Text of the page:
In this guest post, my colleague, Kevin Leifer, explores Apple’s brick-and-mortar success, and how Amazon can learn from Apple’s success as it launches brick-and-mortar stores.
Amazon is stepping out into the world. The real world.
In November 2015, the online retail giant opened its very first brick-and-mortar bookstore. Apart from the strength of its brand, there are two reasons Amazon is betting on the store’s success.
First, a growing number of consumers—particularly millennials—favor print books and the act of buying them in physical stores.
Second, Amazon Kindle sales are in a slump. A brick-and-mortar store offers consumers the opportunity to try out the devices, with Amazon associates’ helpful input.
One store in Seattle is a novelty. It could easily become an attraction. But to take this concept nationwide? Talk about upping the ante.
That may be exactly what Amazon is doing. In fact, it’s rumored that the company is planning to open some 400 bookstores nationwide.
The Promise and Peril of Amazon’s New Venture
Today, more consumers’ searches begin on Amazon than on Google, and nearly half of U.S. households have Amazon Prime memberships. A personalized shopping experience and extraordinary ease of use have long been hallmarks of the Amazon brand.
Like its online customer experience, Amazon’s new retail space is driven by customer data and consumer-to-consumer reviews. Books are displayed according to reviews and purchase histories of Amazon’s Seattle-area customers. Prices are the same both in store and online.
These cross-channel consistencies bode well for Amazon. But brick and mortar is brand new territory. And success isn’t a forgone conclusion. In the past 20 years, nearly every major brick-and-mortar bookseller (Waldenbooks, B. Dalton, etc.) has caved to Barnes & Noble.
Can Amazon really pull this off?
Apple faced the same question back in 2001.
The Unlikely Success of the Apple Store
When Apple opened its first store 15 years ago near Washington, D.C., skeptics said it wouldn’t succeed.
Apple’s problem is it still believes the way to grow is serving caviar in a world that seems pretty content with cheese and crackers.
I give them two years before they’re turning out the lights on a very painful and expensive mistake.
How wrong the skeptics turned out to be. Today, Apple’s 650+ stores serve a million customers a day and generate more sales per square foot than any other retailer—despite the fact that retail foot traffic is down overall.
So why are Apple stores such a huge draw? Is it the cult appeal of the Apple brand? Stellar customer service? The physical environment itself?
It’s all of the above, and more.
To build a brick-and-mortar empire, Amazon must follow Apple’s example—i.e., reinvent the retail store.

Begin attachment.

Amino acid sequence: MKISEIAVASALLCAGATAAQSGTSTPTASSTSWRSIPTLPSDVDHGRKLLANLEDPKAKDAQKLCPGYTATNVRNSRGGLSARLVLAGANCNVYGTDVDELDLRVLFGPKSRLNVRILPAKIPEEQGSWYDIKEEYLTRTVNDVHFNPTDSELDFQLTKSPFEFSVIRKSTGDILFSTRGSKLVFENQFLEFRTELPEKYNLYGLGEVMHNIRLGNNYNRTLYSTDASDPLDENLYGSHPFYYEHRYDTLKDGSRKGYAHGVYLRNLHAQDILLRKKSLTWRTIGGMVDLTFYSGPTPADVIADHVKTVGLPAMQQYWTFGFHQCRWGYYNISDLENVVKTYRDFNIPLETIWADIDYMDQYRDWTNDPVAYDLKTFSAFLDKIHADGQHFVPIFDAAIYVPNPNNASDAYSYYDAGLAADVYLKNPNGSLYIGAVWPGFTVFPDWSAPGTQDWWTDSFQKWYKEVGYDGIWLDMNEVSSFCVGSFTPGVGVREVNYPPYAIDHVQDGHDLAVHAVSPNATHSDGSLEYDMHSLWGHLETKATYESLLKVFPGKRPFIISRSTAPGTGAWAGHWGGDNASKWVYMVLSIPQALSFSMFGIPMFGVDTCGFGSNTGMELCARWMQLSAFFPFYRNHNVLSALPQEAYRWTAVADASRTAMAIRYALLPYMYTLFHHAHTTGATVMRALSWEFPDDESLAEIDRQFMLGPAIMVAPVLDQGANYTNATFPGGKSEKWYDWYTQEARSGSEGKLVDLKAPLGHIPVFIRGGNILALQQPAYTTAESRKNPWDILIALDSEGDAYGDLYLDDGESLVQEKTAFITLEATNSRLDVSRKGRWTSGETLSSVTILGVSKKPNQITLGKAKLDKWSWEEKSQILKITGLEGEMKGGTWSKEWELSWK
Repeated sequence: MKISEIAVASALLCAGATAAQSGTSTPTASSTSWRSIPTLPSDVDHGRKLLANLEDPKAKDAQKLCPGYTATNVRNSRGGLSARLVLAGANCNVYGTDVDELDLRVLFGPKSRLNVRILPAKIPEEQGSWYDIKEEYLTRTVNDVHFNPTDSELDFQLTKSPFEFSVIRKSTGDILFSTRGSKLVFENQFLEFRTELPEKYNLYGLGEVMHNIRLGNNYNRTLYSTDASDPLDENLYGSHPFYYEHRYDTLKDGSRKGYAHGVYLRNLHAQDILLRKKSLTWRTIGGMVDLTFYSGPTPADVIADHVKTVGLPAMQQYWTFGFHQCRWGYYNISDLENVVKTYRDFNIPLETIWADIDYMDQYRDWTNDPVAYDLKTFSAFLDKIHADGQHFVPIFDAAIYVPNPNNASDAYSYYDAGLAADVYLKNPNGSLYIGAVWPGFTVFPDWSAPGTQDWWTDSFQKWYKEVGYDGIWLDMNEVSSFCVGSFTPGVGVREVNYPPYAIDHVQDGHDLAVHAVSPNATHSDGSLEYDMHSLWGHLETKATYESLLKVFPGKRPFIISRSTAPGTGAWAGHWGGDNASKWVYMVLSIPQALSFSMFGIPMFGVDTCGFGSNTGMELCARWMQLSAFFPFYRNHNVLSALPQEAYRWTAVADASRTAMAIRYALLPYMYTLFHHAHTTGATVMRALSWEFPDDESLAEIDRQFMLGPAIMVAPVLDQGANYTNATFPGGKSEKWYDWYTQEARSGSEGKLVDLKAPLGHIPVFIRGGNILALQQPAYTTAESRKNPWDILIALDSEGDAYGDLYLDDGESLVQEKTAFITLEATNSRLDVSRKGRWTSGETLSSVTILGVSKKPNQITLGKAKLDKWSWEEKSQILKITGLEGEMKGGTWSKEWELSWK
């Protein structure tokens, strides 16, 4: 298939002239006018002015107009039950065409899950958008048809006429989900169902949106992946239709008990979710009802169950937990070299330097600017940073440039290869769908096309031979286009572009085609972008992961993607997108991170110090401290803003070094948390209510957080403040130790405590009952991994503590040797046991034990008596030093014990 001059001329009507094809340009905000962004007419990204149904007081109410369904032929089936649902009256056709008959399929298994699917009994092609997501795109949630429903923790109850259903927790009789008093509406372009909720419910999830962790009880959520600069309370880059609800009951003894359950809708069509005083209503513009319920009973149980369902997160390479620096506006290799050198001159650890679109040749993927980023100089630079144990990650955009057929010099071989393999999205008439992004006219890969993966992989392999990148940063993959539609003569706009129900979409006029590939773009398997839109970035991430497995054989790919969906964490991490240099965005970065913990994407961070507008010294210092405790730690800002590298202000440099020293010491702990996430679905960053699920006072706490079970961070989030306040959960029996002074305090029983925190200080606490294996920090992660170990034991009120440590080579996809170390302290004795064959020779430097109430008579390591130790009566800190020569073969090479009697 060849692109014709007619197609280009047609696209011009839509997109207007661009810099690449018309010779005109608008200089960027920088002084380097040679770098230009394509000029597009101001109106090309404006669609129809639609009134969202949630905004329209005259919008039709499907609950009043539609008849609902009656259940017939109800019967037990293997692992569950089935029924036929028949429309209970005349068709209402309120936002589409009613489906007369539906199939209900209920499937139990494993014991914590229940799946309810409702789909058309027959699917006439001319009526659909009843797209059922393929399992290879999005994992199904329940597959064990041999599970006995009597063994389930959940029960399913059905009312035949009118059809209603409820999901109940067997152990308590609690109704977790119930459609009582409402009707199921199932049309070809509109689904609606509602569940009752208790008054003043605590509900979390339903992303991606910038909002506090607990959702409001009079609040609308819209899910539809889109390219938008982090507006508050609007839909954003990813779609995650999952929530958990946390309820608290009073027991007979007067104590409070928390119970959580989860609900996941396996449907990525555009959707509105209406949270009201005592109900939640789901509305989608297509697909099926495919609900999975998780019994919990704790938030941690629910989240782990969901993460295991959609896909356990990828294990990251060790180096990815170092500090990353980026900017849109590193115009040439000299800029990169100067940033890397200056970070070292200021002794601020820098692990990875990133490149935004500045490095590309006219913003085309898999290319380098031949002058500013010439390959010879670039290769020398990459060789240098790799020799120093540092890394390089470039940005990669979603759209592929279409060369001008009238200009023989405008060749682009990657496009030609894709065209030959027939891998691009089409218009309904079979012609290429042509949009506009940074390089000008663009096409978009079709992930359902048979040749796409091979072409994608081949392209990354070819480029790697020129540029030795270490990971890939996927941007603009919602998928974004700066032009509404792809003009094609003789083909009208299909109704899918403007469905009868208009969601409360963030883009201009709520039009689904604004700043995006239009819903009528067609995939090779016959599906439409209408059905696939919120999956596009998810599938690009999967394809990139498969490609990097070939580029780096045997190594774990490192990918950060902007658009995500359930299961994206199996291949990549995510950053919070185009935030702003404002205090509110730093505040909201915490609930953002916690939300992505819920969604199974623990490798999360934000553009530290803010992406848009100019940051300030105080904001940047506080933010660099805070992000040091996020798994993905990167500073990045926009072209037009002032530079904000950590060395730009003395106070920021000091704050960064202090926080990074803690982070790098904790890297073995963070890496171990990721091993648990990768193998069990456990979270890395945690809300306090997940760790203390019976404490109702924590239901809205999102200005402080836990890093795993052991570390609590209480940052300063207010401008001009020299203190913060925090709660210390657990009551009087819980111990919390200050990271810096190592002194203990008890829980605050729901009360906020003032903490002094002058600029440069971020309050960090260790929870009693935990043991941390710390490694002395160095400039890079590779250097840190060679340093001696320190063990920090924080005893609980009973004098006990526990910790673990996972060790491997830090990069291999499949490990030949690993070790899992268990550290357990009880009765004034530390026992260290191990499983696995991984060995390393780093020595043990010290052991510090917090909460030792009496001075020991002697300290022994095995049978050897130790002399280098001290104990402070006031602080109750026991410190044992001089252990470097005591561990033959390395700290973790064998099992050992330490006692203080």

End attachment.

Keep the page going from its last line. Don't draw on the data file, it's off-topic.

Friendly, Knowledgeable, Engaged Staff
Apple Store employees provide a one-of-a-kind brand experience for both curious visitors and repeat customers. The Apple Store’s ultimate help desk, Genius Bar, is an appointment-only “concierge service” that troubleshoots and fixes devices and helps familiarize buyers with their new purchases. Apple “geniuses” also alert customers to new Apple products, and floating sales associates are always on hand and happy to explain features and answer questions.
Steve Jobs was meticulous about design aesthetics. He modeled the Apple Store after large public gathering spaces such as libraries—bright, expansive centers of learning and exploration. Apple stores are simple and transparent: lots of glass, lots of light, very little flair, and plenty of room to play with Apple gadgets.
A Focus on Experiences, Not Products
Back in 2004, Apple’s VP of retail said the company’s goal was not to make the Apple Store “about the product, but about a series of experiences that make it more than a store.” Apple has fully embraced and excelled at experience retailing, hosting in-store events such as kids’ day camps, live music, and expert presentations.
What’s in Store for Amazon’s Store(s)?
Both Amazon and Apple are disruptive innovators with huge market share and a devoted customer base. Both brands are willing to try new things, and they learn from their failures. But even for these industry goliaths, brick-and-mortar retail presents a unique set of challenges.
Will Amazon mimic Apple’s success? Will its bookstores become retail destinations? Please share your thoughts in the comments below.
Most retailers build locations. A select few, like Apple, create destinations. They drive customers to their stores, and they give them reasons to show up again and again.